Its size challenges Vodafone
Source: www.breakingviews.com is Europe's leading financial commentary service.
Has the law of large numbers finally caught up with Vodafone? The FTSE 100 has risen by 20% since April 1, and the FTSE global telecoms index by nearly as much. But Vodafone shares have managed only half that increase. Moreover, its share rating of 15 times forecast 2003 earnings suggests investors aren't terribly optimistic about it.
Wasn't Vodafone's global acquisition spree part of a plan to make it more profitable than rivals - and hence more attractive to investors? Perhaps - but investors have doubts about Europe's leading mobile phone operator on three scores. First, its growth prospects are seen as lacklustre.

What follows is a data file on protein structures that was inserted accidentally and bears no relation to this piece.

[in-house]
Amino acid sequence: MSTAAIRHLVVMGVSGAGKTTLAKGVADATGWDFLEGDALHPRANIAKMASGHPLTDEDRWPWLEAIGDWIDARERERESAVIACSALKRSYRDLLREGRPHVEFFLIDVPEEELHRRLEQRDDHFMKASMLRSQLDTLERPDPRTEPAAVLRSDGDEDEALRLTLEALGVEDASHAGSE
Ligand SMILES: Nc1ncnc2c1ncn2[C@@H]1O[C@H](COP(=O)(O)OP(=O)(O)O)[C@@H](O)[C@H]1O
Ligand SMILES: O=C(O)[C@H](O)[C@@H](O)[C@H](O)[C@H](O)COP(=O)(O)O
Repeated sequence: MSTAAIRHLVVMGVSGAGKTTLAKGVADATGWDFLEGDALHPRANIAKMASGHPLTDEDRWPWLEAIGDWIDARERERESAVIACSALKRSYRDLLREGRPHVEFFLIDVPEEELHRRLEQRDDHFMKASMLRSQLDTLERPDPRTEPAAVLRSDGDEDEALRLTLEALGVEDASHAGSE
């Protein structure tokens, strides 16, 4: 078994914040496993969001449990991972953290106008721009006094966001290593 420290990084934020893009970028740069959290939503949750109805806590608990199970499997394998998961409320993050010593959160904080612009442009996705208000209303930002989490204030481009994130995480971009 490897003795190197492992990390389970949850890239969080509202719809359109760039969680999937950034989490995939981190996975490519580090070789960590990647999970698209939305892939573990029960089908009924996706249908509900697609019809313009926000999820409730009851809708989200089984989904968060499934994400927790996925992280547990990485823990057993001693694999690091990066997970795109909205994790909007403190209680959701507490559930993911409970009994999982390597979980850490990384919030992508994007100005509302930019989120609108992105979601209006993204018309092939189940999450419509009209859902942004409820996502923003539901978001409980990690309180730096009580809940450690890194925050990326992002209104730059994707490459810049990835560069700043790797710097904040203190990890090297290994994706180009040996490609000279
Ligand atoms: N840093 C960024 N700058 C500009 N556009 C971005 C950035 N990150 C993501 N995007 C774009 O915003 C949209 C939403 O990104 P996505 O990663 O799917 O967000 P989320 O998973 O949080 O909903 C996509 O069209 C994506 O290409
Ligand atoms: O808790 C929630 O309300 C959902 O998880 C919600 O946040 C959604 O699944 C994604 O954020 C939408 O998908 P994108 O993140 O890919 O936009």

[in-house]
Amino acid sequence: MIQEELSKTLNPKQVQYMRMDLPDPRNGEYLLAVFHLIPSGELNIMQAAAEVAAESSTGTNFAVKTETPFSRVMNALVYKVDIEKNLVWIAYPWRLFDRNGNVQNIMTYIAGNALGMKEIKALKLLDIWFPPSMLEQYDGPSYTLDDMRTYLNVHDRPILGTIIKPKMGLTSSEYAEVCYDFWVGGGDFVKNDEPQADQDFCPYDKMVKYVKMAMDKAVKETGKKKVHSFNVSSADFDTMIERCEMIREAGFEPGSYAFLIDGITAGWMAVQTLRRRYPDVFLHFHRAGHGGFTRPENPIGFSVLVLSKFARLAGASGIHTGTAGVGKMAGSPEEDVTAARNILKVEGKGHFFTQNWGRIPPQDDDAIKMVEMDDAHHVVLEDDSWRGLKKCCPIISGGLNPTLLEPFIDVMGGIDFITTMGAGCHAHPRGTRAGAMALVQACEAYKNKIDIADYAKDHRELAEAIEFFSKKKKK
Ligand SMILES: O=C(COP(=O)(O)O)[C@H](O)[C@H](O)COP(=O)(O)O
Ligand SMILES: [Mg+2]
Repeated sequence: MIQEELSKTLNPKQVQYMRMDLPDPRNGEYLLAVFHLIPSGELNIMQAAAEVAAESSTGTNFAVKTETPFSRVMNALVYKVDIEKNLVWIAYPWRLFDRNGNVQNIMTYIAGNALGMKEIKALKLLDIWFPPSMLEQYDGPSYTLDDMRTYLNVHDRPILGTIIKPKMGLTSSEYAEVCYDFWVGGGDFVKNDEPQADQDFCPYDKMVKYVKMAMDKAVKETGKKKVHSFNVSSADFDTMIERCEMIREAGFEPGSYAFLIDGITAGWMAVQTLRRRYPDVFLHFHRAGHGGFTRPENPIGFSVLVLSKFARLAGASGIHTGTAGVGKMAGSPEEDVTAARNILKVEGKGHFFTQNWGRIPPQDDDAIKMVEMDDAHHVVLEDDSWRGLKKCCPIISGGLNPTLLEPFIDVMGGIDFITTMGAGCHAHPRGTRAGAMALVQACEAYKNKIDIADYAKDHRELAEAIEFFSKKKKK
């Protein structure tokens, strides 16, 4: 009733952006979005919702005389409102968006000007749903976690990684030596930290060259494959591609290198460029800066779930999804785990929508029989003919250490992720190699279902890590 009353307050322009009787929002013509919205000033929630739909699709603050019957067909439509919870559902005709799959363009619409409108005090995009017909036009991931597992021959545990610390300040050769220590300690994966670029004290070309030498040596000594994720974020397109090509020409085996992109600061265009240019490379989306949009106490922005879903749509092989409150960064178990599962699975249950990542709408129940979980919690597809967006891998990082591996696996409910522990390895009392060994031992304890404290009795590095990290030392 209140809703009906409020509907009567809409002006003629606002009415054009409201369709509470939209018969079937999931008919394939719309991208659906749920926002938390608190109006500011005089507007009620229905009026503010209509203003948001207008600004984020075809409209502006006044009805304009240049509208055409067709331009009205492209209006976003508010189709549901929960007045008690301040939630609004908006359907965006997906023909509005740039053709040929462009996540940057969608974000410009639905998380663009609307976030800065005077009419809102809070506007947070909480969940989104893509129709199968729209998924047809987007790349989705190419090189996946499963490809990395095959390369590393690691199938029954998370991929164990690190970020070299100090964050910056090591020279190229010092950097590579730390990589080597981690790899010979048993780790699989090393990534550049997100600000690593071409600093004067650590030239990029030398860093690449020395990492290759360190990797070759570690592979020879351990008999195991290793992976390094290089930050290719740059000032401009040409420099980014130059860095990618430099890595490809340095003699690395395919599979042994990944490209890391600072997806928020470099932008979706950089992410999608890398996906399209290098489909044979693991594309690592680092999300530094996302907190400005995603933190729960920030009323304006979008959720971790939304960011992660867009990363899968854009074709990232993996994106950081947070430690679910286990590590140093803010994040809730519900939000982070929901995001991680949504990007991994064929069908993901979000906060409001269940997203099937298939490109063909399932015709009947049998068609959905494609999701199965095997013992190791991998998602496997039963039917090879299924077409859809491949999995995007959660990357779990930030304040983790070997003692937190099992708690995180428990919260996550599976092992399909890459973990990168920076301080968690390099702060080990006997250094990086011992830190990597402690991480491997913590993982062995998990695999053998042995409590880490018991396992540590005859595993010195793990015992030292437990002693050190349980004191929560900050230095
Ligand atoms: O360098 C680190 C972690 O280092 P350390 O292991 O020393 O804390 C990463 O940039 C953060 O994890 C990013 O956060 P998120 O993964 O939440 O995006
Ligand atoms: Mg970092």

Second, new entrants to its markets threaten its earnings. And third, it has an inefficient balance sheet. It isn't capturing the tax benefits of cheap debt, even though its tax rate is rising.
It isn't easy to see how Arun Sarin, Vodafone's new chief executive, can turn the supertanker around. Mobile markets are saturating and fierce competition is restraining call prices.
Sarin's main opportunity is to drive revenues from multimedia services. Indeed, his enthusiasm for these may have landed him the job.